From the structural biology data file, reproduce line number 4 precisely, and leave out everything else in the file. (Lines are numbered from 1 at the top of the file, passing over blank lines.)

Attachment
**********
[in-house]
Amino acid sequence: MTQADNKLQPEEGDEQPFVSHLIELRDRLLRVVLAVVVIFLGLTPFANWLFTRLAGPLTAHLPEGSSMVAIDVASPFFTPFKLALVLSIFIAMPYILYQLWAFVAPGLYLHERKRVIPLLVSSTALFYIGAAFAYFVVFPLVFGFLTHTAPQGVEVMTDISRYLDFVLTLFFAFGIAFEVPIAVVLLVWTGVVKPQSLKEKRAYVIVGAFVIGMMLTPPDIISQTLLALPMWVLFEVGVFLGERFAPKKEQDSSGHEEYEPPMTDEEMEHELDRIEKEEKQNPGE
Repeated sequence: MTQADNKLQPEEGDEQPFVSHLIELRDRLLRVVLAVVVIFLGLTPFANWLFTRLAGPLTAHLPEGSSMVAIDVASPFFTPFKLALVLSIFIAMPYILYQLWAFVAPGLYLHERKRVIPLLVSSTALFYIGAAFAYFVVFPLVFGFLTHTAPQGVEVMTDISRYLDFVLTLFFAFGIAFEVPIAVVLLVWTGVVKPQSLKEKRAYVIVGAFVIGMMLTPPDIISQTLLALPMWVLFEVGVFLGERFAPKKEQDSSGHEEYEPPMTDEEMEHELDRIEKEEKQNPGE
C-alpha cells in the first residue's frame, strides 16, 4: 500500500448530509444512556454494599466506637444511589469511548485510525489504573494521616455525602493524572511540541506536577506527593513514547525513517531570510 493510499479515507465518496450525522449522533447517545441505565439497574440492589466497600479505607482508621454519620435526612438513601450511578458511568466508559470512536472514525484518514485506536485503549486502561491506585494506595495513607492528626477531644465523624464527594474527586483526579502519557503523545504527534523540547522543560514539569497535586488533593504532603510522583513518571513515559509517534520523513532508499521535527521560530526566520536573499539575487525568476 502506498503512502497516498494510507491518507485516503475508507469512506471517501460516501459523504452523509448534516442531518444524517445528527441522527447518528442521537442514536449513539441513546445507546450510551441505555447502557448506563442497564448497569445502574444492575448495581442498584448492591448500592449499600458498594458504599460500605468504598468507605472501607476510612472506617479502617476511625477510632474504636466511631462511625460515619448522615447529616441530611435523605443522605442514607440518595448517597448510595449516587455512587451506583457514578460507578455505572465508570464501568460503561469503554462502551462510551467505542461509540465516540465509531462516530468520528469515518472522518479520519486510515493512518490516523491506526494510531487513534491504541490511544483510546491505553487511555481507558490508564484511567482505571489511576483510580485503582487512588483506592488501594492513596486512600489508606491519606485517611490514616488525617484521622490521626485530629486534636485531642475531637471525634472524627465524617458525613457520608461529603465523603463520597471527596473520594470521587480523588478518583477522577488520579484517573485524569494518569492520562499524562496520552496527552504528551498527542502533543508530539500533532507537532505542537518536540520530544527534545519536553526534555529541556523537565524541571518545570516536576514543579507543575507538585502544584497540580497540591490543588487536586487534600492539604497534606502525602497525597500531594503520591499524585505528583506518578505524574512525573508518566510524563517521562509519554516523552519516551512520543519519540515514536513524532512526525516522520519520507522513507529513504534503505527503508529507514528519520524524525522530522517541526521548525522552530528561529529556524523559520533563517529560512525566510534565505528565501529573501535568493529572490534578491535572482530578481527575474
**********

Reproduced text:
C-alpha cells in the first residue's frame, strides 16, 4: 500500500448530509444512556454494599466506637444511589469511548485510525489504573494521616455525602493524572511540541506536577506527593513514547525513517531570510 493510499479515507465518496450525522449522533447517545441505565439497574440492589466497600479505607482508621454519620435526612438513601450511578458511568466508559470512536472514525484518514485506536485503549486502561491506585494506595495513607492528626477531644465523624464527594474527586483526579502519557503523545504527534523540547522543560514539569497535586488533593504532603510522583513518571513515559509517534520523513532508499521535527521560530526566520536573499539575487525568476 502506498503512502497516498494510507491518507485516503475508507469512506471517501460516501459523504452523509448534516442531518444524517445528527441522527447518528442521537442514536449513539441513546445507546450510551441505555447502557448506563442497564448497569445502574444492575448495581442498584448492591448500592449499600458498594458504599460500605468504598468507605472501607476510612472506617479502617476511625477510632474504636466511631462511625460515619448522615447529616441530611435523605443522605442514607440518595448517597448510595449516587455512587451506583457514578460507578455505572465508570464501568460503561469503554462502551462510551467505542461509540465516540465509531462516530468520528469515518472522518479520519486510515493512518490516523491506526494510531487513534491504541490511544483510546491505553487511555481507558490508564484511567482505571489511576483510580485503582487512588483506592488501594492513596486512600489508606491519606485517611490514616488525617484521622490521626485530629486534636485531642475531637471525634472524627465524617458525613457520608461529603465523603463520597471527596473520594470521587480523588478518583477522577488520579484517573485524569494518569492520562499524562496520552496527552504528551498527542502533543508530539500533532507537532505542537518536540520530544527534545519536553526534555529541556523537565524541571518545570516536576514543579507543575507538585502544584497540580497540591490543588487536586487534600492539604497534606502525602497525597500531594503520591499524585505528583506518578505524574512525573508518566510524563517521562509519554516523552519516551512520543519519540515514536513524532512526525516522520519520507522513507529513504534503505527503508529507514528519520524524525522530522517541526521548525522552530528561529529556524523559520533563517529560512525566510534565505528565501529573501535568493529572490534578491535572482530578481527575474